“At what point do you give up – decide enough is enough? There is only one answer really. Never.” Tabitha Suzuma
“Be proud of your scars. They remind you that you have the will to live.” Paulo Coelho
Précis: ~50% of the people with Parkinson’s develop psychotic tendencies. Treatment of their psychosis can be relatively difficult. However, a new drug named Nuplazid™ was just approved by the FDA specifically designed to treat Parkinson’s psychosis. A brief review follows.
Psychosis in Parkinson’s (Hallucinations and Delusions): Psychosis can occur in ~50% of Parkinson’s patients. The Parkinson’s psychosis typically results in hallucinations (where you see or hear things that are not there) and/or delusions (where you have false beliefs). As one could imagine, hallucinations and delusions would be severe/serious aspects of this disorder. Parkinson’s psychosis requires treatment because these symptoms are life-altering; they lead to an imbalanced emotional status, and they would disrupt interactions with loved ones and others.
“Severe mental illness like psychosis can lead to a tragedy like this – that people can see things that aren’t real and hear things that aren’t real and believe things that aren’t real, and act in that distorted reality.” Andrea Yates
Antipsychotic Drugs (APD) Typically Target Dopamine Receptors: There are many antipsychotic (neuroleptic) drugs available. Historically, most of these drugs target neurotransmitters that regulate nerve cell communications. Blocking the neurotransmitter dopamine is thought important to managing symptoms of psychosis. Modern pharmacology has not only expanded the drugs available, but many years of research has expanded the ‘targets’ for antipsychotic drugs (ADP).
The usual targets for most APD’s include dopamine receptors, serotonin receptors and other monoamine receptors (see figure below). Therefore, if you are being treated for both Parkinson’s disease and Parkinson’s psychosis you can immediately see the ‘problem’. You likely take some form/mimic of dopamine to manage the movement disorder; at the same time, you could be blocking dopamine receptors with an APD being used to manage the Parkinson’s psychosis. This would likely create an antagonistic medication/treatment-relationship in managing the disorder.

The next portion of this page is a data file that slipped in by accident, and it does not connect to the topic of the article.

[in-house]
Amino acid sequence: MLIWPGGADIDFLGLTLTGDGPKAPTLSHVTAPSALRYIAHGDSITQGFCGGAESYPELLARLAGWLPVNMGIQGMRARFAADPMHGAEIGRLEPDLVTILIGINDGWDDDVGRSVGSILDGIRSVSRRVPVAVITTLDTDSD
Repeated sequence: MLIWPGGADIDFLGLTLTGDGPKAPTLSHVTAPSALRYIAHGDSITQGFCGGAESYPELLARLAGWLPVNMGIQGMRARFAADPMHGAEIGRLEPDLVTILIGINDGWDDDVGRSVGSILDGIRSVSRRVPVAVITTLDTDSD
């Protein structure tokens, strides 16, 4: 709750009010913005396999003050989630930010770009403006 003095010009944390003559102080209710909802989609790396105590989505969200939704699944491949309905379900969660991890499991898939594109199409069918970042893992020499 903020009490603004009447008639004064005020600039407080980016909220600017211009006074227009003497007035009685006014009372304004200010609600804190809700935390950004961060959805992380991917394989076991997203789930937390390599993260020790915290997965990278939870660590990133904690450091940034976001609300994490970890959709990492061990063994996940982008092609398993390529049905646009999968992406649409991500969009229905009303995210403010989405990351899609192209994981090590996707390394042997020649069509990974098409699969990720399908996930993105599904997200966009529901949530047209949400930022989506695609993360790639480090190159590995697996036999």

“He wrote on a piece of paper with his pencil. Psychosis: out of touch with reality. Since then, I have been trying to find out what reality is, so that I can touch it.” Jeanette Winterson
“New-Kid-on-the-Block” (Nuplazid™) to Treat Parkinson’s Psychosis: The US FDA has approved Nuplazid (pimavanserin), the first APD of its kind to treat the hallucinations and delusions associated with Parkinson’s psychosis. Nuplazid is being marketed by Acadia Pharmaceuticals Inc. of San Diego, California (click here for more detailed information about Nuplazid). Nuplazid was given breakthrough therapy designation and priority review by the FDA (click here to read the FDA news release); the goal was to help relieve symptoms in Parkinson’s psychosis.
Unlike other APD’s that have broader target sites, as depicted in the figure above, Nuplazid is a selective inverse agonist that targets 5-HT2 serotonin receptors. What is an ‘inverse agonist’? A slight diversion into pharmacology says that “an inverse agonist is an agent that binds to the same receptor as an agonist but induces a pharmacological response opposite to that agonist.” (click here to read more). For a visual depiction on how an inverse agonist works as a drug, see the drawing below.
Nuplazid Offers New Hope: Using Nuplazid to treat Parkinson’s psychosis should have no negative impact on motor symptoms that need treatment in Parkinson’s. Michael S. Okun, MD, Medical Director of The National Parkinson Foundation, said last month: “Today’s approval of Nuplazid represents a major paradigm shift in the treatment of Parkinson’s disease psychosis. Through its novel and selective mechanism of action, Nuplazid is a breakthrough treatment that works in a whole new way— treating hallucinations and delusions without blocking dopamine receptors and, therefore, not impairing motor function in Parkinson’s psychosis patients.” Thus, Nuplazid is both a first step and a new approach for managing the symptoms of Parkinson’s psychosis. Only time will tell if Nuplazid is a hopeful beginning for treating Parkinson’s psychosis.
“If we want to cultivate hopefulness, we have to be willing to be flexible and demonstrate perseverance. Not every goal will look and feel the same. Tolerance for disappointment, determination, and a belief in self are the heart of hope.” Brené Brown
Cover image credit: http://www.fyiaonly.com/wp-content/uploads/2014/06/Great-Smoky-Mountains.jpg
Inverse agonist figure credit: https://upload.wikimedia.org/wikipedia/commons/6/6c/Inverse_agonist_3.svg